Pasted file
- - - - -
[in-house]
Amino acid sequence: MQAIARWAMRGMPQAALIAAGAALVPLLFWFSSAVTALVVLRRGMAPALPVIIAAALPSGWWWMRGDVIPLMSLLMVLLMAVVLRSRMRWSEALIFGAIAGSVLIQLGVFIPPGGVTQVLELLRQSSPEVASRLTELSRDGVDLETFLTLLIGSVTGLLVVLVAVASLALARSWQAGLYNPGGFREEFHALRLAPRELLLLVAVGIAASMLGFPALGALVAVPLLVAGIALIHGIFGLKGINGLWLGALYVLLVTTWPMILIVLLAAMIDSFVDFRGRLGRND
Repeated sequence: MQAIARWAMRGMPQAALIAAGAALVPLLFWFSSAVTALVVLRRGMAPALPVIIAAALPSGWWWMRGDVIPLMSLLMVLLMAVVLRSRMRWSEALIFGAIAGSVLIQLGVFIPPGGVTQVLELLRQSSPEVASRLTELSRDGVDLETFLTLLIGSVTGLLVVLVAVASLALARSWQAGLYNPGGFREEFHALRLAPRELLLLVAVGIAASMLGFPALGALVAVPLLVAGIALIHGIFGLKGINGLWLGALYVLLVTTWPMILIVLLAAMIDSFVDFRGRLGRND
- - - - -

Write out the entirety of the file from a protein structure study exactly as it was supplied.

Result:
[in-house]
Amino acid sequence: MQAIARWAMRGMPQAALIAAGAALVPLLFWFSSAVTALVVLRRGMAPALPVIIAAALPSGWWWMRGDVIPLMSLLMVLLMAVVLRSRMRWSEALIFGAIAGSVLIQLGVFIPPGGVTQVLELLRQSSPEVASRLTELSRDGVDLETFLTLLIGSVTGLLVVLVAVASLALARSWQAGLYNPGGFREEFHALRLAPRELLLLVAVGIAASMLGFPALGALVAVPLLVAGIALIHGIFGLKGINGLWLGALYVLLVTTWPMILIVLLAAMIDSFVDFRGRLGRND
Repeated sequence: MQAIARWAMRGMPQAALIAAGAALVPLLFWFSSAVTALVVLRRGMAPALPVIIAAALPSGWWWMRGDVIPLMSLLMVLLMAVVLRSRMRWSEALIFGAIAGSVLIQLGVFIPPGGVTQVLELLRQSSPEVASRLTELSRDGVDLETFLTLLIGSVTGLLVVLVAVASLALARSWQAGLYNPGGFREEFHALRLAPRELLLLVAVGIAASMLGFPALGALVAVPLLVAGIALIHGIFGLKGINGLWLGALYVLLVTTWPMILIVLLAAMIDSFVDFRGRLGRND